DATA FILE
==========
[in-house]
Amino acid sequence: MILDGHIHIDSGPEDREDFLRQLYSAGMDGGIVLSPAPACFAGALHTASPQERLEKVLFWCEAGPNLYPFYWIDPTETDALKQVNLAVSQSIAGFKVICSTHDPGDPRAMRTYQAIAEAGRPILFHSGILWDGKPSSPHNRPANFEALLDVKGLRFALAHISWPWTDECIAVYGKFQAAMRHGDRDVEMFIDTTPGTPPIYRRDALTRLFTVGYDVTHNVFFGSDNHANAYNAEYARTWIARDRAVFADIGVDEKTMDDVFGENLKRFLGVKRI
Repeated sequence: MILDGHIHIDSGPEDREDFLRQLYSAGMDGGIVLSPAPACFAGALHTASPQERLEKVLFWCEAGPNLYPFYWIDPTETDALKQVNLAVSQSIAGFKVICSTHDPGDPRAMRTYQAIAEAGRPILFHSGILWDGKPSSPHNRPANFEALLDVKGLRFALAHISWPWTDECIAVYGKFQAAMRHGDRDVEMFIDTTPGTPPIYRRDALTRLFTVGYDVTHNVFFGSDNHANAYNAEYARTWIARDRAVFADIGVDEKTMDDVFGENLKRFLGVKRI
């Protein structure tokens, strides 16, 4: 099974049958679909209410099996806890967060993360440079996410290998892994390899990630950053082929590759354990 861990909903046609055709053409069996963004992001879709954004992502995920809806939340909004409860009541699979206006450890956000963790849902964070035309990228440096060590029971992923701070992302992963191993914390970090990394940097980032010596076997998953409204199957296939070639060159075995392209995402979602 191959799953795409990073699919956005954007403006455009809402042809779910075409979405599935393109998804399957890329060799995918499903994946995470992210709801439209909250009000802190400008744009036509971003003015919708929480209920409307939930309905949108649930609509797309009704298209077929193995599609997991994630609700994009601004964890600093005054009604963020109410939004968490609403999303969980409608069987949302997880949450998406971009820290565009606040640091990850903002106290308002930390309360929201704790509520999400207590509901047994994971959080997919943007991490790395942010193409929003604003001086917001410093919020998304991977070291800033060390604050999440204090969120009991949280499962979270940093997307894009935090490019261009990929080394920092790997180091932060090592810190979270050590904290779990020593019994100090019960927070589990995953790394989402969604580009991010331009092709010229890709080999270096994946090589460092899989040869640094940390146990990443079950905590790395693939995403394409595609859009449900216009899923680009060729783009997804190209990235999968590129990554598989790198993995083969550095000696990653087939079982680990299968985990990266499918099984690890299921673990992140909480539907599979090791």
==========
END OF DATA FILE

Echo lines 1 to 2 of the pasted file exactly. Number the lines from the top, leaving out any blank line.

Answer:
[in-house]
Amino acid sequence: MILDGHIHIDSGPEDREDFLRQLYSAGMDGGIVLSPAPACFAGALHTASPQERLEKVLFWCEAGPNLYPFYWIDPTETDALKQVNLAVSQSIAGFKVICSTHDPGDPRAMRTYQAIAEAGRPILFHSGILWDGKPSSPHNRPANFEALLDVKGLRFALAHISWPWTDECIAVYGKFQAAMRHGDRDVEMFIDTTPGTPPIYRRDALTRLFTVGYDVTHNVFFGSDNHANAYNAEYARTWIARDRAVFADIGVDEKTMDDVFGENLKRFLGVKRI